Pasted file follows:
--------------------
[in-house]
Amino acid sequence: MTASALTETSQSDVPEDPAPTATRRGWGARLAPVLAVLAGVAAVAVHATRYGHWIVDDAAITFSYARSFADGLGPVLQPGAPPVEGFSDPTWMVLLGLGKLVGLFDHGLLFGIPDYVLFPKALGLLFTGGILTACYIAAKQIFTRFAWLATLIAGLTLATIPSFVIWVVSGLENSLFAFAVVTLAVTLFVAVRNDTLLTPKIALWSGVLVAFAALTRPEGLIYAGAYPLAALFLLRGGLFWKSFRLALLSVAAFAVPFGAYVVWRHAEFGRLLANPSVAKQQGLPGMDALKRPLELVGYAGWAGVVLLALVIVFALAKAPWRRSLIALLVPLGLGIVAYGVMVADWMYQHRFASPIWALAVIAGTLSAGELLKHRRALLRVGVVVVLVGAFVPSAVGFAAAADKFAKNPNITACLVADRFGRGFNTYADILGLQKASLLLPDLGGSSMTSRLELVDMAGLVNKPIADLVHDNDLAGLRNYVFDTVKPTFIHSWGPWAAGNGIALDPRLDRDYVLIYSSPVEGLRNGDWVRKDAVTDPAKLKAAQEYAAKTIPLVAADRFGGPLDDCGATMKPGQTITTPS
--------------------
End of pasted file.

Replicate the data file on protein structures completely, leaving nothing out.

[in-house]
Amino acid sequence: MTASALTETSQSDVPEDPAPTATRRGWGARLAPVLAVLAGVAAVAVHATRYGHWIVDDAAITFSYARSFADGLGPVLQPGAPPVEGFSDPTWMVLLGLGKLVGLFDHGLLFGIPDYVLFPKALGLLFTGGILTACYIAAKQIFTRFAWLATLIAGLTLATIPSFVIWVVSGLENSLFAFAVVTLAVTLFVAVRNDTLLTPKIALWSGVLVAFAALTRPEGLIYAGAYPLAALFLLRGGLFWKSFRLALLSVAAFAVPFGAYVVWRHAEFGRLLANPSVAKQQGLPGMDALKRPLELVGYAGWAGVVLLALVIVFALAKAPWRRSLIALLVPLGLGIVAYGVMVADWMYQHRFASPIWALAVIAGTLSAGELLKHRRALLRVGVVVVLVGAFVPSAVGFAAAADKFAKNPNITACLVADRFGRGFNTYADILGLQKASLLLPDLGGSSMTSRLELVDMAGLVNKPIADLVHDNDLAGLRNYVFDTVKPTFIHSWGPWAAGNGIALDPRLDRDYVLIYSSPVEGLRNGDWVRKDAVTDPAKLKAAQEYAAKTIPLVAADRFGGPLDDCGATMKPGQTITTPS